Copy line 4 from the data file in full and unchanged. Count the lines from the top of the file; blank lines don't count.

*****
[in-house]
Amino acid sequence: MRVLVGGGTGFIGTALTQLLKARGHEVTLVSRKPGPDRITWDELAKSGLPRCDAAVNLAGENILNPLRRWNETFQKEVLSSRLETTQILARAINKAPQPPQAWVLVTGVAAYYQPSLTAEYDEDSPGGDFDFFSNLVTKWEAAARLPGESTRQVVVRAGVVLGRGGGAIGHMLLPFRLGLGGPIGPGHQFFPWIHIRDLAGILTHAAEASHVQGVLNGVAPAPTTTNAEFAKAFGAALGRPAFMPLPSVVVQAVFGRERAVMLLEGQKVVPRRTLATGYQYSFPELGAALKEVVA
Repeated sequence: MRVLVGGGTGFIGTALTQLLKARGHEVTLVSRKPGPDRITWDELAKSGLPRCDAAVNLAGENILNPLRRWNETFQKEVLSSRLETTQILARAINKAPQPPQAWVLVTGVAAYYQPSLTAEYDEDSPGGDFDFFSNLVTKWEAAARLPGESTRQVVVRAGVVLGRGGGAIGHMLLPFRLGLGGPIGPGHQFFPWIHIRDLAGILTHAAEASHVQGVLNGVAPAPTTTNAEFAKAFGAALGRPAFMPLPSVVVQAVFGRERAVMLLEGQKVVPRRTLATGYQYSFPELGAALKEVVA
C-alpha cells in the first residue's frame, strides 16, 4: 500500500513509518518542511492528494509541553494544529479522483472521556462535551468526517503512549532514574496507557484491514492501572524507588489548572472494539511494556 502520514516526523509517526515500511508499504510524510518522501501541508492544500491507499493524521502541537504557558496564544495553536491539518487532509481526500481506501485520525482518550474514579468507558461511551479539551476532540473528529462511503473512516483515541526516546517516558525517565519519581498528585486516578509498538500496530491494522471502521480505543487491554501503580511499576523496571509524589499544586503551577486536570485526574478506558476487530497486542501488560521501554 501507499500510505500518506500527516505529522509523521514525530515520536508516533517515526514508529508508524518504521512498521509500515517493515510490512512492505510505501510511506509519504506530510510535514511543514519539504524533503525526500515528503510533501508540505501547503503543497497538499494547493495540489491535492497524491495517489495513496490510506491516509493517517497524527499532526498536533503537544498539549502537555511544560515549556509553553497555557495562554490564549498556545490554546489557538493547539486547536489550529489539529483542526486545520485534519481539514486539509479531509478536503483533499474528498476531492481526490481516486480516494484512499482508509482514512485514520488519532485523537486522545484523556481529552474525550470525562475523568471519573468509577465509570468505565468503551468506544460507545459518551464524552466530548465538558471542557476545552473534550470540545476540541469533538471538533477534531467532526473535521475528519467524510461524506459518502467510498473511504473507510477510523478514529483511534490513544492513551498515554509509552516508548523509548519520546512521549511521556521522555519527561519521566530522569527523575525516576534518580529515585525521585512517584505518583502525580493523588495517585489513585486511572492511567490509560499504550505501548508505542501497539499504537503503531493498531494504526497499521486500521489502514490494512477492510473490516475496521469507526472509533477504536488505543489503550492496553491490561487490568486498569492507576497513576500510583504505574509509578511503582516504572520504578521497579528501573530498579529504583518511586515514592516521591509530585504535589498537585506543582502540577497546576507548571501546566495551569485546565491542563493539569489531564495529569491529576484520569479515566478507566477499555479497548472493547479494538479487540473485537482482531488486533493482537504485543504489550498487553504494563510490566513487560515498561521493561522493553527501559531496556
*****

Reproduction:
C-alpha cells in the first residue's frame, strides 16, 4: 500500500513509518518542511492528494509541553494544529479522483472521556462535551468526517503512549532514574496507557484491514492501572524507588489548572472494539511494556 502520514516526523509517526515500511508499504510524510518522501501541508492544500491507499493524521502541537504557558496564544495553536491539518487532509481526500481506501485520525482518550474514579468507558461511551479539551476532540473528529462511503473512516483515541526516546517516558525517565519519581498528585486516578509498538500496530491494522471502521480505543487491554501503580511499576523496571509524589499544586503551577486536570485526574478506558476487530497486542501488560521501554 501507499500510505500518506500527516505529522509523521514525530515520536508516533517515526514508529508508524518504521512498521509500515517493515510490512512492505510505501510511506509519504506530510510535514511543514519539504524533503525526500515528503510533501508540505501547503503543497497538499494547493495540489491535492497524491495517489495513496490510506491516509493517517497524527499532526498536533503537544498539549502537555511544560515549556509553553497555557495562554490564549498556545490554546489557538493547539486547536489550529489539529483542526486545520485534519481539514486539509479531509478536503483533499474528498476531492481526490481516486480516494484512499482508509482514512485514520488519532485523537486522545484523556481529552474525550470525562475523568471519573468509577465509570468505565468503551468506544460507545459518551464524552466530548465538558471542557476545552473534550470540545476540541469533538471538533477534531467532526473535521475528519467524510461524506459518502467510498473511504473507510477510523478514529483511534490513544492513551498515554509509552516508548523509548519520546512521549511521556521522555519527561519521566530522569527523575525516576534518580529515585525521585512517584505518583502525580493523588495517585489513585486511572492511567490509560499504550505501548508505542501497539499504537503503531493498531494504526497499521486500521489502514490494512477492510473490516475496521469507526472509533477504536488505543489503550492496553491490561487490568486498569492507576497513576500510583504505574509509578511503582516504572520504578521497579528501573530498579529504583518511586515514592516521591509530585504535589498537585506543582502540577497546576507548571501546566495551569485546565491542563493539569489531564495529569491529576484520569479515566478507566477499555479497548472493547479494538479487540473485537482482531488486533493482537504485543504489550498487553504494563510490566513487560515498561521493561522493553527501559531496556